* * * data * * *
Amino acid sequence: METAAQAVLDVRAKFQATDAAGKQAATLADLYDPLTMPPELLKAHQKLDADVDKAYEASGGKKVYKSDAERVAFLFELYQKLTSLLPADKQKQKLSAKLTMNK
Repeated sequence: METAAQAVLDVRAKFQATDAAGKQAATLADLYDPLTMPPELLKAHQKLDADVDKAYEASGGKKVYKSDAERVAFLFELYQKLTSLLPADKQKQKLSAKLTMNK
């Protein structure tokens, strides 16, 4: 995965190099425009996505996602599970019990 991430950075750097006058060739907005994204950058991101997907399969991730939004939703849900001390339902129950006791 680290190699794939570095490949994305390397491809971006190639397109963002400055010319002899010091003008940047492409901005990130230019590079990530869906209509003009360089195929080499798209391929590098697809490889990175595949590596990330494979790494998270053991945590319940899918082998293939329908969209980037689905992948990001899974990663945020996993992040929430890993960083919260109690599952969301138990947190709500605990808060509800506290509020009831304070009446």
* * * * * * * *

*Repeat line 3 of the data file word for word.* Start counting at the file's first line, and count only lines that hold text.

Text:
């Protein structure tokens, strides 16, 4: 995965190099425009996505996602599970019990 991430950075750097006058060739907005994204950058991101997907399969991730939004939703849900001390339902129950006791 680290190699794939570095490949994305390397491809971006190639397109963002400055010319002899010091003008940047492409901005990130230019590079990530869906209509003009360089195929080499798209391929590098697809490889990175595949590596990330494979790494998270053991945590319940899918082998293939329908969209980037689905992948990001899974990663945020996993992040929430890993960083919260109690599952969301138990947190709500605990808060509800506290509020009831304070009446």